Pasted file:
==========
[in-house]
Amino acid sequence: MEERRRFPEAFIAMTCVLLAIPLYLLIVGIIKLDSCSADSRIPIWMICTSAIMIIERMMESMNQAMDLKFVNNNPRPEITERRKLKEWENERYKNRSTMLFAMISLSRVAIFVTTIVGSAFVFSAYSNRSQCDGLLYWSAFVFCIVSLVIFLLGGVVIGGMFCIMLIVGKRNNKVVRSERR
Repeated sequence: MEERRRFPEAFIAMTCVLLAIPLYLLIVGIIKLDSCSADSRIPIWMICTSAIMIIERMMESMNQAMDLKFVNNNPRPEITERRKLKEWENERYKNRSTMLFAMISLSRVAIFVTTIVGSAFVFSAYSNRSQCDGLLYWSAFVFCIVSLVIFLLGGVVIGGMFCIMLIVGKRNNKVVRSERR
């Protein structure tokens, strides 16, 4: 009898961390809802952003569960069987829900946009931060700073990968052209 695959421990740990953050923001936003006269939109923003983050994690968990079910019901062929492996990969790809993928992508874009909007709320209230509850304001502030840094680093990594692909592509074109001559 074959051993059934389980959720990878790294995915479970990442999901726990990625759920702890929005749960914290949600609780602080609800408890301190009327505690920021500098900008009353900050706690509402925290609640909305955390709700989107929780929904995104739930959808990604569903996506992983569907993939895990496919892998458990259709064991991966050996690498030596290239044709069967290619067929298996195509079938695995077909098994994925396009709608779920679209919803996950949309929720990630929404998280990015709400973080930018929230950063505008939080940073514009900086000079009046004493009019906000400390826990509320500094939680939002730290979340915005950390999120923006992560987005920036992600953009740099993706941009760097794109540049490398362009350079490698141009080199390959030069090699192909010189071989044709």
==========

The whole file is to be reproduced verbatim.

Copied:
[in-house]
Amino acid sequence: MEERRRFPEAFIAMTCVLLAIPLYLLIVGIIKLDSCSADSRIPIWMICTSAIMIIERMMESMNQAMDLKFVNNNPRPEITERRKLKEWENERYKNRSTMLFAMISLSRVAIFVTTIVGSAFVFSAYSNRSQCDGLLYWSAFVFCIVSLVIFLLGGVVIGGMFCIMLIVGKRNNKVVRSERR
Repeated sequence: MEERRRFPEAFIAMTCVLLAIPLYLLIVGIIKLDSCSADSRIPIWMICTSAIMIIERMMESMNQAMDLKFVNNNPRPEITERRKLKEWENERYKNRSTMLFAMISLSRVAIFVTTIVGSAFVFSAYSNRSQCDGLLYWSAFVFCIVSLVIFLLGGVVIGGMFCIMLIVGKRNNKVVRSERR
């Protein structure tokens, strides 16, 4: 009898961390809802952003569960069987829900946009931060700073990968052209 695959421990740990953050923001936003006269939109923003983050994690968990079910019901062929492996990969790809993928992508874009909007709320209230509850304001502030840094680093990594692909592509074109001559 074959051993059934389980959720990878790294995915479970990442999901726990990625759920702890929005749960914290949600609780602080609800408890301190009327505690920021500098900008009353900050706690509402925290609640909305955390709700989107929780929904995104739930959808990604569903996506992983569907993939895990496919892998458990259709064991991966050996690498030596290239044709069967290619067929298996195509079938695995077909098994994925396009709608779920679209919803996950949309929720990630929404998280990015709400973080930018929230950063505008939080940073514009900086000079009046004493009019906000400390826990509320500094939680939002730290979340915005950390999120923006992560987005920036992600953009740099993706941009760097794109540049490398362009350079490698141009080199390959030069090699192909010189071989044709």